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Oncogene. 1999 Jan 7;18(1):67-77.

Expression of the focal adhesion protein paxillin in lung cancer and its relation to cell motility.

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Division of Hematologic Oncology, Dana-Farber Cancer Institute and Harvard Medical School, Boston, Massachusetts 02115, USA.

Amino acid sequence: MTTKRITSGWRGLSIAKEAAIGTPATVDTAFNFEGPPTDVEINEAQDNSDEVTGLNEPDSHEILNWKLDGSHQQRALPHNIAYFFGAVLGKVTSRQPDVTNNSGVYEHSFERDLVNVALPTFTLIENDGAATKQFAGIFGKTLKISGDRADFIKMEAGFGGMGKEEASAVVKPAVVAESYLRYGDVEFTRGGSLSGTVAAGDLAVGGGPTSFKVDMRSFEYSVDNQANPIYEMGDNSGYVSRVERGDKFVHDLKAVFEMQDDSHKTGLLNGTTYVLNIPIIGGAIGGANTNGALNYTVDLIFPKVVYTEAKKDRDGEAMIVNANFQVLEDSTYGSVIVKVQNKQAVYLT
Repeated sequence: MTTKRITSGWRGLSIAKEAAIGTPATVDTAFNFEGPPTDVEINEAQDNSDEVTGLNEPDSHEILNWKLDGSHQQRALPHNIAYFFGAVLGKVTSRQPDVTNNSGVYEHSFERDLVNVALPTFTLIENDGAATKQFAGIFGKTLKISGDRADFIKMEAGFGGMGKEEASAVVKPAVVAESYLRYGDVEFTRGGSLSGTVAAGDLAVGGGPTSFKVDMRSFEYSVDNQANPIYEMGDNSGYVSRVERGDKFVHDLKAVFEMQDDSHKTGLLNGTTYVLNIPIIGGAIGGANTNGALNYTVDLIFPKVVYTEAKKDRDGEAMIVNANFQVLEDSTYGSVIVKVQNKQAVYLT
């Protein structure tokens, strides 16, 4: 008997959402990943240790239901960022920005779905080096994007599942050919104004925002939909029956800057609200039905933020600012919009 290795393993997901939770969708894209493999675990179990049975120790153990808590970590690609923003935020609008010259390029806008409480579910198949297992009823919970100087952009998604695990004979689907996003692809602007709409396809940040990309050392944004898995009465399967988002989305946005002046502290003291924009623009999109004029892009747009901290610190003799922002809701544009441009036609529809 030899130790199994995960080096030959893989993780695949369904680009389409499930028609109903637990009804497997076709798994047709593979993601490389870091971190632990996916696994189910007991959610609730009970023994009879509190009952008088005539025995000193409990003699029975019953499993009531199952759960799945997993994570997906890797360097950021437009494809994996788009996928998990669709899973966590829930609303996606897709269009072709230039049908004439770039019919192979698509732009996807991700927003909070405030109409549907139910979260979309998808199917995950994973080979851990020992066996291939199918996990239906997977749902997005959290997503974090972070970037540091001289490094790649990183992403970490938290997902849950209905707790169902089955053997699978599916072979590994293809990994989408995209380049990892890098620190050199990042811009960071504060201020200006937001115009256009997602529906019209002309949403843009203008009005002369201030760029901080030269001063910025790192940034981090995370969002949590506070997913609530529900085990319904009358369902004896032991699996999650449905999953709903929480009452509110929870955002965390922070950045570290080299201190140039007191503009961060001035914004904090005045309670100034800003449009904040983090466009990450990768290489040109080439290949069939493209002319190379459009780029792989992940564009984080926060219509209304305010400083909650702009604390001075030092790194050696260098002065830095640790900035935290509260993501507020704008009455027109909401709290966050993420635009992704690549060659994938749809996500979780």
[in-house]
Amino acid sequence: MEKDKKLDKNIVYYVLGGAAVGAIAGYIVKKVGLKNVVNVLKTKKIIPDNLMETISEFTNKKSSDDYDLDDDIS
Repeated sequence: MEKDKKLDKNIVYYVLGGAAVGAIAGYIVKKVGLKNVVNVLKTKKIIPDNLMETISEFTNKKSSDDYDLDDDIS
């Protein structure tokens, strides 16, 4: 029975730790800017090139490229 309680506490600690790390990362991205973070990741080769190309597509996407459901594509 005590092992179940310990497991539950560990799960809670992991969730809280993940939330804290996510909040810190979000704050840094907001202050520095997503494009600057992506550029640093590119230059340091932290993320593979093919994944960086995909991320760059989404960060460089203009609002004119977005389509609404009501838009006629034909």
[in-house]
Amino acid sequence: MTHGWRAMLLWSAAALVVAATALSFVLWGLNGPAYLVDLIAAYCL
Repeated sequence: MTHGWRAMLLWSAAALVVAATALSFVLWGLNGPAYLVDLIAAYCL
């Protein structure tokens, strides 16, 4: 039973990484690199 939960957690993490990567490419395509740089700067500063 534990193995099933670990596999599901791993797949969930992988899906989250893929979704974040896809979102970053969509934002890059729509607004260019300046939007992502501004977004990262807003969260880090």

Lung cancer can lead to abnormalities of the actin cytoskeleton structure which may be important in transformation. In this study, we have investigated the expression of the cytoskeletal associated protein paxillin in lung cancer. Paxillin is a 68 kDa focal adhesion protein, with four tandem LIM domains at the C-terminus, involved in growth factor receptor, integrin and oncogenic signaling such as v-src, BCR/ABL, and E6 of the papilloma virus. In non-small cell lung cancer (NSCLC) cell lines, paxillin localized to the focal adhesions. The possible role of paxillin in lung cancer cells was assessed by overexpressing green fluorescence protein (GFP)-paxillin construct in two separate NSCLC cell lines (Calu-1 and H661). Over the course of 48 h, GFP-paxillin consistently caused the cells to become round and to decrease cell motility as compared to normal controls, GFP-N-terminus paxillin, or GFP-LIM transfected cells. Because some lung cancers may be quite aggressive and metastasize quickly, which may be related to the cytoskeleton, we determined the expression of paxillin in NSCLC and small cell lung cancer (SCLC) cell lines and patient tumor tissues. Expression of paxillin in NSCLC and SCLC cell lines were determined by Northern blot and Western blot analysis. The expression of paxillin was consistently low in SCLC cell lines, whereas there was paxillin expression in NSCLC cell lines. There was a variability of expression of paxillin in NSCLC tumor tissue as compared to normal lung tissue. In contrast, by immunohistochemistry, we show that there was no detectable expression of paxillin in 5/5 SCLC patients. This data suggests that absence or low level of paxillin protein expression may cause certain lung cancers, such as SCLC, to be more motile and possibly more aggressive.

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